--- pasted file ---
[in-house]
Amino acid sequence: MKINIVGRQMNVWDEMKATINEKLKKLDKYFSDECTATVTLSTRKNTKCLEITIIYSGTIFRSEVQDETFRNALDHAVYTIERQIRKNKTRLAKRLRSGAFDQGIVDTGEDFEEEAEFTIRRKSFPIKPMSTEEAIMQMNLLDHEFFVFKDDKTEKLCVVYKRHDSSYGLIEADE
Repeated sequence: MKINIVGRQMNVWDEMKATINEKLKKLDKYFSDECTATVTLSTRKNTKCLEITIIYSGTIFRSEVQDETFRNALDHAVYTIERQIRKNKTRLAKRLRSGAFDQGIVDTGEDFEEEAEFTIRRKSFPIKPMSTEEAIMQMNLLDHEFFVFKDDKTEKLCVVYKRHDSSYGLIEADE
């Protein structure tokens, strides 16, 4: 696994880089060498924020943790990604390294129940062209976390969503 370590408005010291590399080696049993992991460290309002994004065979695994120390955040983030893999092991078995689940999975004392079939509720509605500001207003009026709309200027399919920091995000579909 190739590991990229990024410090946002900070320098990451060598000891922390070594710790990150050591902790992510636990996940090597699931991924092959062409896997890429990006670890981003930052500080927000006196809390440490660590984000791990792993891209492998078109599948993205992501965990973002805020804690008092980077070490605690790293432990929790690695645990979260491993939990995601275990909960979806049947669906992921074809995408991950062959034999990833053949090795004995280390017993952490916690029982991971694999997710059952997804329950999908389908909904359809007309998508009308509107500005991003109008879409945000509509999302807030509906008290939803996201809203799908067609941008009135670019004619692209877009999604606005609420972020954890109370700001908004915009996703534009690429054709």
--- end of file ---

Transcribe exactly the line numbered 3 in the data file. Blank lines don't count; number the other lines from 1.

Repeated sequence: MKINIVGRQMNVWDEMKATINEKLKKLDKYFSDECTATVTLSTRKNTKCLEITIIYSGTIFRSEVQDETFRNALDHAVYTIERQIRKNKTRLAKRLRSGAFDQGIVDTGEDFEEEAEFTIRRKSFPIKPMSTEEAIMQMNLLDHEFFVFKDDKTEKLCVVYKRHDSSYGLIEADE